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Pigmented Lesions of Buccal and Labial Mucosa in a Patient Treated by Capecitabine (Xeloda): A Case Report

  Talia Becker*;

Department of Oral Medicine and Oral Pathology, the Maurice & Gabriela Goldschleger School of Dental Medicine, Tel Aviv University, Tel Aviv, Israel

*Corresponding author: Dr. Talia Becker, Department of Oral Medicine and Oral Pathology, the Maurice & Gabriela Goldschleger School of Dental Medicine, Tel Aviv University, Israel, Tel: +972- 50-5808886; E-mail:



Capecitabine, Hyperpigmentation, Buccal, Labial


One of the most common adverse reactions associated with usage of the chemotherapeutic oral prodrug capecitabine is Hand-foot syndrome (HFS) identified by hyperpigmentation of hands and feet, which is considered as the initial manifestation of this syndrome. The sudden appearance of multiple melanocytic lesions in patients undergoing chemotherapy with capecitabine, in sites other than hands and feet, has been previously described on the skin of the ear and neck [1] and the mucosa of tongue [2].

Although mucosal focal pigmentation on the tongue has been described in combination with palmar-plantar associated pigmented lesions [2-4], the involvement of buccal and labial mucosa has not been yet reported following initiation of chemotherapy with capecitabine.

We describe the pigmented lesions of buccal and labial mucosa in a 67 year-old patient diagnosed with breast carcinoma and treated by capecitabine.

Case Report

A 67-year-old Caucasian female, diagnosed in 2006 with breast carcinoma, was referred by her physician to the Department of Oral Medicine of Tel Aviv University with complains of sudden manifestation of oral pigmentation. The patient underwent right breast surgery and axillary lymph node dissection five years earlier, that was followed by radiotherapy and a recommendation for capecitabine tablets as an adjuvant therapy. Capecitabine (xeloda) 1350 mg twice a day for two weeks was recommended, followed by one week treatment-free. After using Capecitabine for four years, pigmented oral lesions were observed in the buccal and labial mucosa within a routine dental examination and she was referred for further evaluation. On clinical examinations of the oral cavity, three pigmented lesions were noted one in the left labial mucosa (Figure 1) and two in the right buccal mucosa (Figure 2). Two months later, the lesions became somewhat darker (Figures 3 and 4). Although the patient was scheduled for a biopsy, unfortunately she had passed away due to her illness.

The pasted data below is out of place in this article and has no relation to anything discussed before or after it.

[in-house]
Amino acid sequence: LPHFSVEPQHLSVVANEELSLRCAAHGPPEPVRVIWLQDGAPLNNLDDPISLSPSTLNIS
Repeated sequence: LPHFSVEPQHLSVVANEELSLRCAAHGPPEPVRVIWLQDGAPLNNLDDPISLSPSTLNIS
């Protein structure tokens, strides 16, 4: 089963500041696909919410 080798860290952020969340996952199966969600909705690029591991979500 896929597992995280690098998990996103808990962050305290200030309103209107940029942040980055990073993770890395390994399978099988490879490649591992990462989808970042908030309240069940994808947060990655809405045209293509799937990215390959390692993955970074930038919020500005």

There was no history of smoking and ACTH hormone levels tested in order to rule out Addison disease were non-contributory.


Capecitabine is an oral prodrug that is converted to its active metabolite, Fluoro-uracil (FU), by the enzyme thymidine phosphorylase. The unique tumor-selective conversion of capecitabine to active 5-FU is achieved by a 3-step enzymatic process. The enzyme thymidine phosphorylase is found at higher levels in cancer cells compared with its levels in normal tissues cells. As a result, more of the active anticancer agent 5-FU is produced precisely in sites where it is needed; within cancer cells rather than in healthy tissues [5]. Oral capecitabine is being increasingly accepted into clinical practice as it permits convenient administration in a home-based setting. Capecitabine tablets are taken orally twice daily approximately 12 hours apart for 2 weeks followed by a 1-week, treatment-free period [6]. One of the most common adverse events associated with its use in clinical trials and in clinical practice is HFS, also known as palmar-plantar erythrodysesthesia, which is not life-threatening; However, HFS can significantly interfere with the activities of normal daily living [6]. HSF is classified into three grades: Grade 1 consists of limited erythema with swelling, dysesthesia or paresthesia, Grade 2 is a progression of the previous stage where pain and discomfort affect the daily activities of the patient, and Grade 3 is the superimposition of blistering, moist desquamation and ulceration, coupled with severe pain [4]. However, hyperpigmentation of hands and feet, rather than erythema are well thought-out as the initial manifestation in most patients and are considered by many authors as Grade 1 HFS [7,8].